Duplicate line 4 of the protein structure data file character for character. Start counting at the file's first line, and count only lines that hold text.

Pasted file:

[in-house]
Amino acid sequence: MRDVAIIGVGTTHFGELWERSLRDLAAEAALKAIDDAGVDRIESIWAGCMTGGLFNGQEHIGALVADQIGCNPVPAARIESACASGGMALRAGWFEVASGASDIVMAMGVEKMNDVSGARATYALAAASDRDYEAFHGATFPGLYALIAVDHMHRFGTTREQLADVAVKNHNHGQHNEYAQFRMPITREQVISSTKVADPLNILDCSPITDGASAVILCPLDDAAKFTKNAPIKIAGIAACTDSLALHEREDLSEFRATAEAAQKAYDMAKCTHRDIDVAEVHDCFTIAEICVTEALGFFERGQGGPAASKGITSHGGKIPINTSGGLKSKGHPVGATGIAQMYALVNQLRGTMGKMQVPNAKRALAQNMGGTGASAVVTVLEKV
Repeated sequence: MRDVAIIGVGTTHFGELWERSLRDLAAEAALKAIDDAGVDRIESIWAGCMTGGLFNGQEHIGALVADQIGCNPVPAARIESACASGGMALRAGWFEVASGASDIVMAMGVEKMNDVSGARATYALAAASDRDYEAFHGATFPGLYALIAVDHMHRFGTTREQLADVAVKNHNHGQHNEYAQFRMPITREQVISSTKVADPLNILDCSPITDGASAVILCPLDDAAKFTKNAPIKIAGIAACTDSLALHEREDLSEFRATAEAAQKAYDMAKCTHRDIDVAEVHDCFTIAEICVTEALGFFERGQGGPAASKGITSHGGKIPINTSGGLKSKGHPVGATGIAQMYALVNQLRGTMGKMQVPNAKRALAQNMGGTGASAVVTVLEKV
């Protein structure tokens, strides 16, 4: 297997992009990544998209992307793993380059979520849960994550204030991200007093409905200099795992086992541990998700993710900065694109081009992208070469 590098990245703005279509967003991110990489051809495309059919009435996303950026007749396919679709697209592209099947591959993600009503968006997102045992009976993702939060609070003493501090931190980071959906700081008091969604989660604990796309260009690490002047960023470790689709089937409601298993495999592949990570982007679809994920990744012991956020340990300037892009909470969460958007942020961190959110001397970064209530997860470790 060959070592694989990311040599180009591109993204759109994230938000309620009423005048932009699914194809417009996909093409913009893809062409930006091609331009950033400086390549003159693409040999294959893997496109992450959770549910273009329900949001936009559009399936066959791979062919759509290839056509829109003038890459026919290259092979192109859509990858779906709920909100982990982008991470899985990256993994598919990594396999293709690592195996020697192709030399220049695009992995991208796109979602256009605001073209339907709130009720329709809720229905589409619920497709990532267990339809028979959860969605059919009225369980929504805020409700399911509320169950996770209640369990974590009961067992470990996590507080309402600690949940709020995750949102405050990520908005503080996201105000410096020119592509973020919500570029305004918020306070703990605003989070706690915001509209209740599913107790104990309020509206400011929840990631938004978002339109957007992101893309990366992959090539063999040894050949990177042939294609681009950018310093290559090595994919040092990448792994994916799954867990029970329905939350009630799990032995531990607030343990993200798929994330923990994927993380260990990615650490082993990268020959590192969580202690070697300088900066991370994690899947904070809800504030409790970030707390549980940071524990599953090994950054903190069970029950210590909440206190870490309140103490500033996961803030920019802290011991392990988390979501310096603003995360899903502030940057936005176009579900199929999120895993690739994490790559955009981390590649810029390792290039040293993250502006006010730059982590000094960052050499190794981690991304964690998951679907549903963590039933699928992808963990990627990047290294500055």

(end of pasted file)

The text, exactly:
């Protein structure tokens, strides 16, 4: 297997992009990544998209992307793993380059979520849960994550204030991200007093409905200099795992086992541990998700993710900065694109081009992208070469 590098990245703005279509967003991110990489051809495309059919009435996303950026007749396919679709697209592209099947591959993600009503968006997102045992009976993702939060609070003493501090931190980071959906700081008091969604989660604990796309260009690490002047960023470790689709089937409601298993495999592949990570982007679809994920990744012991956020340990300037892009909470969460958007942020961190959110001397970064209530997860470790 060959070592694989990311040599180009591109993204759109994230938000309620009423005048932009699914194809417009996909093409913009893809062409930006091609331009950033400086390549003159693409040999294959893997496109992450959770549910273009329900949001936009559009399936066959791979062919759509290839056509829109003038890459026919290259092979192109859509990858779906709920909100982990982008991470899985990256993994598919990594396999293709690592195996020697192709030399220049695009992995991208796109979602256009605001073209339907709130009720329709809720229905589409619920497709990532267990339809028979959860969605059919009225369980929504805020409700399911509320169950996770209640369990974590009961067992470990996590507080309402600690949940709020995750949102405050990520908005503080996201105000410096020119592509973020919500570029305004918020306070703990605003989070706690915001509209209740599913107790104990309020509206400011929840990631938004978002339109957007992101893309990366992959090539063999040894050949990177042939294609681009950018310093290559090595994919040092990448792994994916799954867990029970329905939350009630799990032995531990607030343990993200798929994330923990994927993380260990990615650490082993990268020959590192969580202690070697300088900066991370994690899947904070809800504030409790970030707390549980940071524990599953090994950054903190069970029950210590909440206190870490309140103490500033996961803030920019802290011991392990988390979501310096603003995360899903502030940057936005176009579900199929999120895993690739994490790559955009981390590649810029390792290039040293993250502006006010730059982590000094960052050499190794981690991304964690998951679907549903963590039933699928992808963990990627990047290294500055």